Despite 'engagements', SAA has about R1 billion stuck in Zimbabwe

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According to the International Air Transport Association, by the end of March this year, various airlines had a cumulative total of US$128 million (about R1.87 billion) in revenue trapped in Zimbabwe.
According to the International Air Transport Association, by the end of March this year, various airlines had a cumulative total of US$128 million (about R1.87 billion) in revenue trapped in Zimbabwe.
Gallo Images/Jacques Stander

South African Airways (SAA) still has about R1 billion in revenue from ticket sales stuck in Zimbabwe which it can't get as the southern African country continues to battle a liquidity crisis. 

This is according to a report by the Auditor-General, which forms part of the state-owned airline's 2017/18 financial statements, tabled in Parliament in March. The financial statements weren't released before because the auditors withheld their audit opinion, as SAA's status as going concern was at significant risk. SAA went into business rescue in December 2019.

SAA earned the money from tickets it sold in Zimbabwe, but has been unable to recover it.

"SAA was unable to repatriate monies owing for ticket sales amounting to approximately US$87.9 million (about R1.285 billion) due to the liquidity crisis in Zimbabwe. This amount was impaired in full in the 2019 financial year as it was doubtful that the funds would be collectable," states the AG's report.

"SAA has managed to access some funds and utilised them within Zimbabwe and repatriated small amounts to South Africa over time. The current balance in Zimbabwe stands at US$70 million (about R1.023 billion)."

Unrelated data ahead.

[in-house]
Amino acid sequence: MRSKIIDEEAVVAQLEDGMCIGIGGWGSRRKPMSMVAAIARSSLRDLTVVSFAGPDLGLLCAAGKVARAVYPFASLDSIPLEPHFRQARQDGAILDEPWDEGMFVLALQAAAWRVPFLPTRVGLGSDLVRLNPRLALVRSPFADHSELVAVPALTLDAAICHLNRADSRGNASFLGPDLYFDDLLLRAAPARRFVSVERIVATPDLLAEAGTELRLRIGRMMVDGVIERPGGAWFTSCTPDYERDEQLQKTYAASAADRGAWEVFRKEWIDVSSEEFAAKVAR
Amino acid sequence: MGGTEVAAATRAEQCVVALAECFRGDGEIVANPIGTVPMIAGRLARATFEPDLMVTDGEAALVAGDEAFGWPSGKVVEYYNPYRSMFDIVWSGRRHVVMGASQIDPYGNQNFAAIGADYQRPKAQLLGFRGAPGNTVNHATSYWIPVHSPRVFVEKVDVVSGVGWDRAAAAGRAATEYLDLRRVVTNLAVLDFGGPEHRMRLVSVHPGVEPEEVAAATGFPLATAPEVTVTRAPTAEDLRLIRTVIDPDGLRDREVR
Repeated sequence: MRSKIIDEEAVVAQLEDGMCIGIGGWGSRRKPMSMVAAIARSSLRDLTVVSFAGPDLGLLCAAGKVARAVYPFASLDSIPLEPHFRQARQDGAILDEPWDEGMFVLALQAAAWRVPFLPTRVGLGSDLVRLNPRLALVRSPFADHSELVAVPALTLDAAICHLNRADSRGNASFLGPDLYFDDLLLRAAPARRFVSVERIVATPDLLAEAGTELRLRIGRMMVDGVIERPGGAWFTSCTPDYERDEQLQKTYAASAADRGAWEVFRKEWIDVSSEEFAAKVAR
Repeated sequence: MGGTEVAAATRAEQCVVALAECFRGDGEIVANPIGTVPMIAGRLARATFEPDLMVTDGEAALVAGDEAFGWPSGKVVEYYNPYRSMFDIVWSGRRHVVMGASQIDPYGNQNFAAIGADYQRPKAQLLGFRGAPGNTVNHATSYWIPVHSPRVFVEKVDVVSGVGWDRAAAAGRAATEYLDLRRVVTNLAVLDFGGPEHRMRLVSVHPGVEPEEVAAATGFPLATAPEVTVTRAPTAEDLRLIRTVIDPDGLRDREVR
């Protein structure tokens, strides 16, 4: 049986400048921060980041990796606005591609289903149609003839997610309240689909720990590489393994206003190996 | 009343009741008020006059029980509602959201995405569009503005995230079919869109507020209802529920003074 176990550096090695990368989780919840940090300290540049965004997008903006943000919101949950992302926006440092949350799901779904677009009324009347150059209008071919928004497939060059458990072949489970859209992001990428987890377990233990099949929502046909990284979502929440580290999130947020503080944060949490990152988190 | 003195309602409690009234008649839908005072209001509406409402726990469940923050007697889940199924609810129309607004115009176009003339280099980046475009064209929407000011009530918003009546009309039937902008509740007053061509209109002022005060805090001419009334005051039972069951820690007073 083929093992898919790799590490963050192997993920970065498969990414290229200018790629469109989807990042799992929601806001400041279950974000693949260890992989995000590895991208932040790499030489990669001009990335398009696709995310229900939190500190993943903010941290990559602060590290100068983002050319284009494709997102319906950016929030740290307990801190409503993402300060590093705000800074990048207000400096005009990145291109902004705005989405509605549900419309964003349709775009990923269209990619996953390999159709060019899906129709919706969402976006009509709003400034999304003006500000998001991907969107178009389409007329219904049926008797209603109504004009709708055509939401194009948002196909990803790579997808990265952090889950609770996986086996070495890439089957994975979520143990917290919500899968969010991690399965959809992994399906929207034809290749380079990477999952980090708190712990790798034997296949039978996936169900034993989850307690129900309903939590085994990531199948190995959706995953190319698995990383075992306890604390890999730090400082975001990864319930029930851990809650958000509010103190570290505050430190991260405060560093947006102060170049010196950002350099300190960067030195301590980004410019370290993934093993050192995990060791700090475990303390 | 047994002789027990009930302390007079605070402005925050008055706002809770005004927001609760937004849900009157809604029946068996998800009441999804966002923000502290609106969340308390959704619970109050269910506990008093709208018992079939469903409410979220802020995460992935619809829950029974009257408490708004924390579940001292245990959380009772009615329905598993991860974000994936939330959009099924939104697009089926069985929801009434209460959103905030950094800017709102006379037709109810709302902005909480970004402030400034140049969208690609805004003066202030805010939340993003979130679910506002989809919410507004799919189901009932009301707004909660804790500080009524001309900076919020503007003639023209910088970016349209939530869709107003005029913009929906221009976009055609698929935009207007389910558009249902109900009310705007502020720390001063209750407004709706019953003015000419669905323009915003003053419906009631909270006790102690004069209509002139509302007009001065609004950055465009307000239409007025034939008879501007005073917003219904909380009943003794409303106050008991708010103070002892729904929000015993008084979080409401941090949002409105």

SAA's interim chief financial officer Fikile Mhlontlo confirmed on Monday that SAA still has about a billion rand stuck in Zimbabwe and, despite "various engagements", the airline has only been able to recover "modest amounts".

Fin24 reported in July 2019 that SAA was struggling to get monies stuck in Zimbabwean banks out of that country. A forex shortage saw the Reserve Bank of Zimbabwe (RBZ) issue an exchange control directive to banks at the time to move funds to its coffers.

The RBZ guaranteed that the funds would be paid to the beneficiaries in US dollars, a move that was meant to preserve value after the country introduced a local currency as the sole legal tender, abandoning its former multi-currency system. SAA had to comply with the directive to move the funds to the central bank. 

According to the International Air Transport Association (IATA), by the end of March this year, various airlines had a cumulative total of US$128 million (about R1.87 billion) in revenue trapped in Zimbabwe.

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